|The former Montreal Stock Exchange|
The 1970's ushered in many political changes and the rise of the Parti Quebecois (PQ) to power. French Canadians suffered from centuries of oppression, and the PQ wanted to re-establish French Canadian dominance in Quebec. The former Montreal Stock Exchange was bombed as part of this era of political unrest. The former Montreal Stock Exchange is now the Centaur Theatre.
A draft of a ransom note to be used for the kidnapping of the American consul was also found during these raids. This was a dangerous time to be in Quebec. The demonstrations were becoming increasingly violent, such as the Quebec Libre demonstration in which protestors yelled, "Quebec pour les Quebecois" (Quebec for the Quebeckers - meaning the French-speaking Quebeckers). Molotov cocktails were thrown.
The October Crisis of 1970 is well known in Quebec but few in the U.S.A or elsewhere are familiar with the details.
On October 5, the FLQ kidnapped British Trade Commissioner James Cross, followed by the demand to release convicted or detained FLQ members.
- October 5, FLQ Liberation Cell kidnapped James Cross, the British Trade Comissioner.
- October 8, FLQ broadcast their manifesto to all Quebec media outlets.
- October 10, the FLQ kidnapped Quebec Labor Minister Pierre Laporte.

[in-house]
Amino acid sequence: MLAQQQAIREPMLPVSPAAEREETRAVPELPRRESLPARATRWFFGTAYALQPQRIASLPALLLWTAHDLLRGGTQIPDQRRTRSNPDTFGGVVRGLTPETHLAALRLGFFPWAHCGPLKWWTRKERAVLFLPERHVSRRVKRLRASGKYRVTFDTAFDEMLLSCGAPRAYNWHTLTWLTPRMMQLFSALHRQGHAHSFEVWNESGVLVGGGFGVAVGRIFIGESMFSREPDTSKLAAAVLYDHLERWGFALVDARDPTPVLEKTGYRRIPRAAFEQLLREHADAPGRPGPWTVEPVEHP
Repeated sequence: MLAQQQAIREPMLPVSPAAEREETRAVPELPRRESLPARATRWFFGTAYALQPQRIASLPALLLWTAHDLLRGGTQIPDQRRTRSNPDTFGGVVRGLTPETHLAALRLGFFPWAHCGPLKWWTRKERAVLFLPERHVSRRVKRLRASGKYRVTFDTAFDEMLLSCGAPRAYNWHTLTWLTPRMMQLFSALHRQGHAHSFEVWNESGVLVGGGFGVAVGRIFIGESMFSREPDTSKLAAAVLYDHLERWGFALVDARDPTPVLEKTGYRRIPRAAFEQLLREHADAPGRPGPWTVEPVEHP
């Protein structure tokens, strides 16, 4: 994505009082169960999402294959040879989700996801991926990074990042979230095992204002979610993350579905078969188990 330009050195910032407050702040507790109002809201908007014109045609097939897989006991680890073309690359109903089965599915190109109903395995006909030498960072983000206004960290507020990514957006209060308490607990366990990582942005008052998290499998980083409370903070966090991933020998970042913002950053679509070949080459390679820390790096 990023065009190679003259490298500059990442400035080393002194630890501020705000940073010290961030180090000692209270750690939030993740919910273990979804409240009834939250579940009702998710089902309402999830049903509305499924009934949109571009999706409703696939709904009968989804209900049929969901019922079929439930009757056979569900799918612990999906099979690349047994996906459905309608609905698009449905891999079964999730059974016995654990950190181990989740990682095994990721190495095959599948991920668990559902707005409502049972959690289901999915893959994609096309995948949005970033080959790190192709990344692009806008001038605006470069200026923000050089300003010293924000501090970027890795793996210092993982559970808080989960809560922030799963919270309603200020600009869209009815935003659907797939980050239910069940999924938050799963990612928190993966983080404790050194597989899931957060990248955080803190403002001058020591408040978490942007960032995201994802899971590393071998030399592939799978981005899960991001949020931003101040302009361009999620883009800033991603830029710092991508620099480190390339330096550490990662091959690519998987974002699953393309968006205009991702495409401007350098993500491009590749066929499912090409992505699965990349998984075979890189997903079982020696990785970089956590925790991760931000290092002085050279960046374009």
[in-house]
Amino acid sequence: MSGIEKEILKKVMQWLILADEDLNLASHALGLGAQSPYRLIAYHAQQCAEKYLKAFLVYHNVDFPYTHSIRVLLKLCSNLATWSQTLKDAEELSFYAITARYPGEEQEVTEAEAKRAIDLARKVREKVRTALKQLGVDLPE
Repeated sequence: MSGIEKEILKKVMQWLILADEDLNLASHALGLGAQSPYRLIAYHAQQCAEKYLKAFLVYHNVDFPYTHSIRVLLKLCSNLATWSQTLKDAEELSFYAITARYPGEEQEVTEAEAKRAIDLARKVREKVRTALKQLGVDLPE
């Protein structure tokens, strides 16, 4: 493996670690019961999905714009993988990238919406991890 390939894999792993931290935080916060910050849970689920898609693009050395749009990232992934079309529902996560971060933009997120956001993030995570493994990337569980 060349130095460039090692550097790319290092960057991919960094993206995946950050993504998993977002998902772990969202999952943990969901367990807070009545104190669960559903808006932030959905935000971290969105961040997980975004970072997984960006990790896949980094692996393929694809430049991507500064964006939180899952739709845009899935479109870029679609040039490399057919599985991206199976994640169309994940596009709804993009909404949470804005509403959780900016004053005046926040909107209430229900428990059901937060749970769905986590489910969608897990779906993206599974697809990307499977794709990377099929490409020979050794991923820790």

- October 13, reporters asked Trudeau how far he would go to protect peace and he replied: "Just watch me."
- October 15, in separate events, members of separatist groups spoke at the University of Montreal; 3,000 students gathered in Montreal in support of the FLQ.
- October 16, Trudeau implemented the War Measures Act, which suspended habeas corpus, which enabled police to enter and search without a warrant. This allowed police to apprehend and keep in custody individuals suspected of terrorist links.
- October 16, The FLQ announced Laporte has been executed.
- October 30, Rene Levesque, journalist and future Quebec Premier wrote that "The Army occupies Quebec. It is unpleasant but undoubtedly necessary in times of crisis."
- November 6, Bernard Lortie was arrested and charged with Laporte's murder.
- December 3, kidnapped minister Cross is released. Simultaneously, five FLQ terrorists, Marc Carbonneau, Yves Langlois, Jacques Lanctot, Jacques Cossette-Trudel and wife Louise Lanctot were flown to Cuba in Canadian Forces aircraft, arranged by the Canadian government and Fidel Castro. On December 27, the remaining three members of the FLQ cell responsible for Laporte's murder were arrested.
By 1977, Bill 101 was passed, which meant that Quebec's official language would be French and not English and French, as had been the case prior to 1977.